2013 Squashes (end of season notes)

Powdery mildew – grow resistant varieties where possible
Squash vine borers – grow resistant varieties where possible, experiment with non-surgical methods
Cucumbers: did well, excellent yield (many dozens) – give a bit less real estate, grow pickling type on arbor next year
Pumpkins: disappointing yield (@ 12), lots of powdery mildew
Watermelons: good yield (@ 20), some vine withering, a few rotted and a few were harvested too late
Winter Squash (Delicata): disappointing yield (@ 12), lots of vine borers – give more space?
Zucchini & Zephyr (Summer Squash): good yield, compact plants worked well in space

Pesticides vs. Mildew

Mildew attacked the leaves of cucumber plants and zucchini (and other summer squash) plants this summer.  Despite this, we harvested abundant quantities of each, so one could just call this part of our ecological tithe, especially since we weren't eating the leaves.  Yet there was enough concern that we did try to address the problem.

We altered our watering, so as not to water from above near these plants (as well as the tomatoes, given the threat of tomato blight).  Water on leaves helps spread disease, and it's water into roots which counts.  We added a soaker hose in the area of these plants as well.

We also tried a couple pesticides.  The first was a dilute mixture of hydrogen peroxide.  The effectiveness was questionable, requiring multiple regular applications to seem to work.  The second was baking soda and soybean oil (vegetable oil) diluted in water:  about a tablespoon of baking soda with a half gallon of water; the oil helps the baking soda stick to the leaves.  A few days later, many of the leaves of the squash plants appeared free of mildew.  However, it is unclear how much of this is new growth unyet touched by mildew, since we cleared away the dead leaves.

Monster squashes

Last night, we took some more zucchinis, including a very robust, slightly curved specimen, and our first pattypans, a type of squash I've seen in the store but never purchased. One curiosity about them is that they look a little individual pot pies, but some have the stem coming from the middle of the dough, and some have the stem extending from the bottom of the pan (figuratively speaking, of course).

All the squash plants are massive and seem poised to provide an avalanche of produce.

Wednesday night harvesting

Last night's midweek gathering was sparse, damp, and sprinkled upon, but it was fun nevertheless — and because only Lisa, Alan, and I were able to make it, we got relatively large parcels of produce to bring home.

I got a big cache of snow peas and took the two small zucchinis, leaving a larger one each for Alan and Lisa. I also took some arugula (a new delight for me, which I owe to Elisabeth's passion for it) and a head of lettuce.

I also got a nice handful of beans, which I originally wanted to call "green beans," but we planted yellow (aka wax) and purple beans, too. The beans were long and shiny, and the bushes were well stocked, in contrast to the bushes I'm growing at home. I was quite jealous.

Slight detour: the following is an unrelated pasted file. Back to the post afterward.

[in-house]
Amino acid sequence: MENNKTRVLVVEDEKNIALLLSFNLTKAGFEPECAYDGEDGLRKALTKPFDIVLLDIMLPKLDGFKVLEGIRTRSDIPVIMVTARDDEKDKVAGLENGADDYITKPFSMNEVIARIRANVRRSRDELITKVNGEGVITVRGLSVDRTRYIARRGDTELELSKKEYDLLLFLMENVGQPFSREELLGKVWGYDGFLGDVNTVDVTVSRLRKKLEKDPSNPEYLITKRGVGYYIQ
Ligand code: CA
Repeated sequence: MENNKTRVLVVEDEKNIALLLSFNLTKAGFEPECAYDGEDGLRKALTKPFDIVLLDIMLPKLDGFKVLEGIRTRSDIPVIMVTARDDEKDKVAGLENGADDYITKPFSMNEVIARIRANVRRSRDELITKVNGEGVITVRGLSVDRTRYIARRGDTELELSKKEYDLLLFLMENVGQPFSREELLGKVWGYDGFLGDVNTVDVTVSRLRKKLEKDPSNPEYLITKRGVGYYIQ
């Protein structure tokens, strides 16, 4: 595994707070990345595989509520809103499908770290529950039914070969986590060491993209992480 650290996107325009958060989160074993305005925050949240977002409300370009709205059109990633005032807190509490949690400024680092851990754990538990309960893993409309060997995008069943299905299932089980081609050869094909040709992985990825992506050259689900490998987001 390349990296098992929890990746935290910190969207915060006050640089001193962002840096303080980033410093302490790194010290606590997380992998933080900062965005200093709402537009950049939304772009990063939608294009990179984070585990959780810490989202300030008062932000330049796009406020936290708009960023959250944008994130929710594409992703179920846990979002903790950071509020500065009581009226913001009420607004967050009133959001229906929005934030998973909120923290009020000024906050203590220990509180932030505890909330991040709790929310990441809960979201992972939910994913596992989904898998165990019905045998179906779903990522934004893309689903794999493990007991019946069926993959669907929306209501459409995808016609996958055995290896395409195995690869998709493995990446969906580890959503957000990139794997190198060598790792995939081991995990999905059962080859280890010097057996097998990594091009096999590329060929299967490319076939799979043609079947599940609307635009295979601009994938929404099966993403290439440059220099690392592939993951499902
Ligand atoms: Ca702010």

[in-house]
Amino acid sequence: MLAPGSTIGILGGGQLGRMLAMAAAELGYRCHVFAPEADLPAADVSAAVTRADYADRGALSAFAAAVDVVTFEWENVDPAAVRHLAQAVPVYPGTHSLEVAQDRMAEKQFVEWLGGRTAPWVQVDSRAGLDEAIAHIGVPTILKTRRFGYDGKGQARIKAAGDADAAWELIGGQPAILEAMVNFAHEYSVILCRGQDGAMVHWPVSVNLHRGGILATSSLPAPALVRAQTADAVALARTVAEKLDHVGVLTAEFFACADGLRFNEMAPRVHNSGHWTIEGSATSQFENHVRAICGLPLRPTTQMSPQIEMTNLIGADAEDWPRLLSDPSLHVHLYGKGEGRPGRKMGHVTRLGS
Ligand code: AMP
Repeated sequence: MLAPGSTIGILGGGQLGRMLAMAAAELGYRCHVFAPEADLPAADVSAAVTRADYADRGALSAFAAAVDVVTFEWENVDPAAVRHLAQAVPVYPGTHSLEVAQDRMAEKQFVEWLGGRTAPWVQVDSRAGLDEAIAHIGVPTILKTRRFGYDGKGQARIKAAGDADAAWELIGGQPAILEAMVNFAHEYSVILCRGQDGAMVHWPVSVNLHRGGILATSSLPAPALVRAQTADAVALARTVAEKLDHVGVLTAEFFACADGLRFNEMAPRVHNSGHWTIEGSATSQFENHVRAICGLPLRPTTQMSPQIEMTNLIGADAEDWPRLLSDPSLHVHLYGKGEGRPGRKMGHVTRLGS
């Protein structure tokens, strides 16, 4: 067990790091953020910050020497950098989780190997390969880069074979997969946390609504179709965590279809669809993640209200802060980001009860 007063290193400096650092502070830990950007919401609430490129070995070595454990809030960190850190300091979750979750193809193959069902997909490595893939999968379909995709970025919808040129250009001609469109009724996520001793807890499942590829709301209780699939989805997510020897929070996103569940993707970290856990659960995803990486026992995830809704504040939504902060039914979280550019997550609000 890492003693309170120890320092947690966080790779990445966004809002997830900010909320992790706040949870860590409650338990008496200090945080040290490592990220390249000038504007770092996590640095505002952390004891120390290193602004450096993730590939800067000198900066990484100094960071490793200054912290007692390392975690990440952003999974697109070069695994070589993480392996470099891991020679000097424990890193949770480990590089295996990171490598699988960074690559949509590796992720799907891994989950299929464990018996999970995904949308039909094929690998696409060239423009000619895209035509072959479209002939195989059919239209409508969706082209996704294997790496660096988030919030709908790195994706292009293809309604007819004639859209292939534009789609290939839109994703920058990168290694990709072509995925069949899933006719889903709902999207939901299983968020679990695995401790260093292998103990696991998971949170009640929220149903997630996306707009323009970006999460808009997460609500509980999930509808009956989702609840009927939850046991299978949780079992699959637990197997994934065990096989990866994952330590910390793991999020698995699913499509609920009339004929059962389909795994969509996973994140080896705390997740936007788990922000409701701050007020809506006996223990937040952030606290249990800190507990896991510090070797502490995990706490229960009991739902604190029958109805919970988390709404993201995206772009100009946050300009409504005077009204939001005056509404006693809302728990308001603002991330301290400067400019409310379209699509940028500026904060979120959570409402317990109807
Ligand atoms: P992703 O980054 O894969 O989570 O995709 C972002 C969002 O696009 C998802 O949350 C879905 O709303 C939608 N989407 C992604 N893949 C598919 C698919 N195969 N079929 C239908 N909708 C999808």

July 14 2010 harvest

Watch out for the little spines

I opened the garden for a couple of hours Tuesday.

Again, we had several Asian-Americans coming to visit, including one a couple who had just arrived from Beijing! The man practiced his English on me. They have different gardening customs, which I can't quite repeat. For instance they do not plant cabbages in the spring.

A little later, after Michael had come by with baby Joe, an Indian family visited — a dad and three kids who were very enthusiastic. They asked about several of the crops, including which ones were being grown for what was underground, and the elder girl (9 or 10, maybe?) warned that when we harvest the zucchini, we should be wary of the little spines that could hurt.

Their dad liked our garden and wanted to be in touch with us. He said he is psyched that we are adding to the town's culture, which he, himself, was also doing: He told us about a townwide Scrabble tournament at the library on Wednesday. Unfortunately for us, he said it was closed to those who had graduated high school. 

[Michael P. contributed to Oakes' report.]

Visitors enjoy the progress

I opened the garden for an hour and a half yesterday afternoon. Though there were dramatic rains in both Lexington and Boston, none here! Even so, the garden looked well watered.

A nice group of Asian-American mothers and children came to visit. They remarked on the eggplants (great purple blossoms), the amaranth, and the tomatoes. Earlier a mother with two daughters enjoyed finding the hidden zucchini. Several people took the cards.

I tried to draw the amaranth and the basil, impossible as usual.

Babies Growing Up

Zucchini.  Looking a bit battered- hopefully it won't make a difference when it gets a bigger.

Tomatoes changing color.  I think these are the grape tomatoes, in which case they are turning red, or maybe they're the Sungold cherry tomatoes turning yellow.

Peppers- these look like chili peppers rather than bell peppers.

Shell peas, finally.  Yummy.

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